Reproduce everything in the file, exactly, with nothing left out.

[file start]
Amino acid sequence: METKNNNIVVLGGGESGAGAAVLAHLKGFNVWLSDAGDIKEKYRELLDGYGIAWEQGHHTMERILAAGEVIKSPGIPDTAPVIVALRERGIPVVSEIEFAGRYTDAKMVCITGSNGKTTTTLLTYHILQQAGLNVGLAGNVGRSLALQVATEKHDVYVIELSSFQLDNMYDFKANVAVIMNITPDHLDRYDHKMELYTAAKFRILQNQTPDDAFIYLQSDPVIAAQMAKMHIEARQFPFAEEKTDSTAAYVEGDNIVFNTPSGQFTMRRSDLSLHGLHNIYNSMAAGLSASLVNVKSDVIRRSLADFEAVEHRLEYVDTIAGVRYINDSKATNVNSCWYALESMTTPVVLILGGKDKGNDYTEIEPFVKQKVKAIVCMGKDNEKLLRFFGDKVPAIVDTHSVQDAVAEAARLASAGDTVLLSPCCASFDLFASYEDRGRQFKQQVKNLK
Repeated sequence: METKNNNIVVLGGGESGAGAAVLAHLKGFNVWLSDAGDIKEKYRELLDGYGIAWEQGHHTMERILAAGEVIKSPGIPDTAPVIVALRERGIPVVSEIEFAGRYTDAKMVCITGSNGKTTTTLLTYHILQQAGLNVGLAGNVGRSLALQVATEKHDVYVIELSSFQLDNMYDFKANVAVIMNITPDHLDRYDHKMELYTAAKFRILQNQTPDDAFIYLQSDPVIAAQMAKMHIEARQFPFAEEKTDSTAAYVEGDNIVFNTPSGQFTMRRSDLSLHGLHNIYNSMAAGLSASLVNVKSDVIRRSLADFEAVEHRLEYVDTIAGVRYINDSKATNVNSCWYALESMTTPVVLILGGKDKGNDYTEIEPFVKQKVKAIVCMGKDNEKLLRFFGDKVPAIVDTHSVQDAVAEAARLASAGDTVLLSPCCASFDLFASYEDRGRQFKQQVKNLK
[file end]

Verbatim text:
Amino acid sequence: METKNNNIVVLGGGESGAGAAVLAHLKGFNVWLSDAGDIKEKYRELLDGYGIAWEQGHHTMERILAAGEVIKSPGIPDTAPVIVALRERGIPVVSEIEFAGRYTDAKMVCITGSNGKTTTTLLTYHILQQAGLNVGLAGNVGRSLALQVATEKHDVYVIELSSFQLDNMYDFKANVAVIMNITPDHLDRYDHKMELYTAAKFRILQNQTPDDAFIYLQSDPVIAAQMAKMHIEARQFPFAEEKTDSTAAYVEGDNIVFNTPSGQFTMRRSDLSLHGLHNIYNSMAAGLSASLVNVKSDVIRRSLADFEAVEHRLEYVDTIAGVRYINDSKATNVNSCWYALESMTTPVVLILGGKDKGNDYTEIEPFVKQKVKAIVCMGKDNEKLLRFFGDKVPAIVDTHSVQDAVAEAARLASAGDTVLLSPCCASFDLFASYEDRGRQFKQQVKNLK
Repeated sequence: METKNNNIVVLGGGESGAGAAVLAHLKGFNVWLSDAGDIKEKYRELLDGYGIAWEQGHHTMERILAAGEVIKSPGIPDTAPVIVALRERGIPVVSEIEFAGRYTDAKMVCITGSNGKTTTTLLTYHILQQAGLNVGLAGNVGRSLALQVATEKHDVYVIELSSFQLDNMYDFKANVAVIMNITPDHLDRYDHKMELYTAAKFRILQNQTPDDAFIYLQSDPVIAAQMAKMHIEARQFPFAEEKTDSTAAYVEGDNIVFNTPSGQFTMRRSDLSLHGLHNIYNSMAAGLSASLVNVKSDVIRRSLADFEAVEHRLEYVDTIAGVRYINDSKATNVNSCWYALESMTTPVVLILGGKDKGNDYTEIEPFVKQKVKAIVCMGKDNEKLLRFFGDKVPAIVDTHSVQDAVAEAARLASAGDTVLLSPCCASFDLFASYEDRGRQFKQQVKNLK